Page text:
US 5956442 A
Exposure to UV light of a photosensitive optical fiber through a uniform pitch phase grating is employed to write a chirped Bragg reflection grating in that fiber by imparting tensile strain to the fiber while sections of the Bragg reflection grating are sequentially written, and by altering the magnitude of that strain during the writing process.
1. A method of writing a chirped Bragg reflection grating in a photosensitive optical fiber, which grating is created by traversing a beam of electro-magnetic radiation along the fiber axis, which beam is incident upon the fiber through a diffraction grating located adjacent the fiber and oriented to have diffracting elements extending at an angle to the fiber axis, wherein the fiber is longitudinally tensioned by an amount that is varied during the writing therein of the grating.
2. A method as claimed in claim 1, wherein the diffraction grating is a uniform pitch diffraction grating.
3. A method as claimed in claim 1, wherein the diffraction grating is a phase grating.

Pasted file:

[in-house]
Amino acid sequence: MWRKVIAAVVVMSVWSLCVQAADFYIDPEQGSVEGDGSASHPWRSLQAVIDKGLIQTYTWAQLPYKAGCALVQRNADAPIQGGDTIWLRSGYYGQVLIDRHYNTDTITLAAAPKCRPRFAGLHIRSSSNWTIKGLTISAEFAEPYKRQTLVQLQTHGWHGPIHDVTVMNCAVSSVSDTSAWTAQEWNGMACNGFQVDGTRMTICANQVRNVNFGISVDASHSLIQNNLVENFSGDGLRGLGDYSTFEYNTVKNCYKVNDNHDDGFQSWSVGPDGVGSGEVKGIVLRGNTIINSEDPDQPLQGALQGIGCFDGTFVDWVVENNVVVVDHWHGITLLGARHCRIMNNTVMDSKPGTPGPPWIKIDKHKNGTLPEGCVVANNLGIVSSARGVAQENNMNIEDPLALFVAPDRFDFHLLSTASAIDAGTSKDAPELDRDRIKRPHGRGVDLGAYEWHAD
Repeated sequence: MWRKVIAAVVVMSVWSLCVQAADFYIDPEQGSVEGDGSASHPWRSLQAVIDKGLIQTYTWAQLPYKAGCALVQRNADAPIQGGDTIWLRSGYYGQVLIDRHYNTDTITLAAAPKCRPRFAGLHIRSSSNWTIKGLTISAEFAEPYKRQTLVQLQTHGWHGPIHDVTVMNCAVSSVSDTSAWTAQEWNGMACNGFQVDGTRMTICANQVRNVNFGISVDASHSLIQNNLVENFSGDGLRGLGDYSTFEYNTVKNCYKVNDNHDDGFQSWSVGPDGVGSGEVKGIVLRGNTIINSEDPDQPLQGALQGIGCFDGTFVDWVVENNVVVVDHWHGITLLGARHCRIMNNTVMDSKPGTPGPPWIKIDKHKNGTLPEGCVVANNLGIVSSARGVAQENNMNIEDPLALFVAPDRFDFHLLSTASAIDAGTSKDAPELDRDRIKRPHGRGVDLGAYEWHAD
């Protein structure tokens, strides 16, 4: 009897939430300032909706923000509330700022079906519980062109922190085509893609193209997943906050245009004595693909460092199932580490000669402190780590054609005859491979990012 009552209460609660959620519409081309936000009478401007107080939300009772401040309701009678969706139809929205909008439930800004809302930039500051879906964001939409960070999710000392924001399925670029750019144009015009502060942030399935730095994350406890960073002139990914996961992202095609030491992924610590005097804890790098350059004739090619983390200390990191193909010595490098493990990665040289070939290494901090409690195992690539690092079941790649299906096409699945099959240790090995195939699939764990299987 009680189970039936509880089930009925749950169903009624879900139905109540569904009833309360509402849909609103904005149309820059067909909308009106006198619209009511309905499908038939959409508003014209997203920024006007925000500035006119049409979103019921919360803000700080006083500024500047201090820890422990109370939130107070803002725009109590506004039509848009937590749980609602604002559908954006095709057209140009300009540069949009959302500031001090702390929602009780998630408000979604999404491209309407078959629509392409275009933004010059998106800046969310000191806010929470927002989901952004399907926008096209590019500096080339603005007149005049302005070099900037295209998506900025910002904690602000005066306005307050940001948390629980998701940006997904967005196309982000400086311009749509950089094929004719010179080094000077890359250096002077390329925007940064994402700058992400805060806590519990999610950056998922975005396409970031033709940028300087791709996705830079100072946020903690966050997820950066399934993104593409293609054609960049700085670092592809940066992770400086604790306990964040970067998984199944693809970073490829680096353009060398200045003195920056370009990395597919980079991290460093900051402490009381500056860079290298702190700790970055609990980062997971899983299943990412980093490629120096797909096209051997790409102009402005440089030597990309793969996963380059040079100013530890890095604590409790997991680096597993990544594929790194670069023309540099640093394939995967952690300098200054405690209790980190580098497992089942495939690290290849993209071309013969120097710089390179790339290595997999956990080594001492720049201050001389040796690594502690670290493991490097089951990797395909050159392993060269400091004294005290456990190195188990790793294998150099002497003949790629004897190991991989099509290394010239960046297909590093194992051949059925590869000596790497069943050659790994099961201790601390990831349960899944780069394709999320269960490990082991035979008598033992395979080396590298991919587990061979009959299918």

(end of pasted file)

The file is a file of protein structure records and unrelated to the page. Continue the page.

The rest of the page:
4. A method as claimed in claim 3, wherein the phase grating has a phase step of magnitude substantially equal to π.
5. A method as claimed in claim 1, wherein the distance between the diffraction grating and the fiber is modulated during the writing of the Bragg reflection grating.
6. A method as claimed in claim 1, wherein the exposure of the fibre to the electro-magnetic radiation is a non-uniform function of position along the length of the Bragg reflection grating.
This invention relates to the creation of Bragg reflection gratings in photosensitive optical fibres. It is known that such a grating can be created by illuminating the photosensitive optical fiber from the side, writing the lines simultaneously with an interferometrically generated fringe pattern of light. Such a fringe pattern can be generated using two-beam interferometry, or as a localized fringe pattern generated in the vicinity of a diffraction grating, typically a phase grating, through which the light is caused to pass.
Typically relatively high intensity UV light is employed to write such Bragg gratings and, although relatively short gratings can be written in fiber using two-beam interferometry with the requisite uniformity, for applications requiring longer gratings extending over at least a few centimeters, the use of a phase grating mask to generate the requisite fringe pattern is generally preferred because the light does not have simultaneously to illuminate the whole length of fiber to be written, but can be traversed in a small, and hence higher intensity, beam.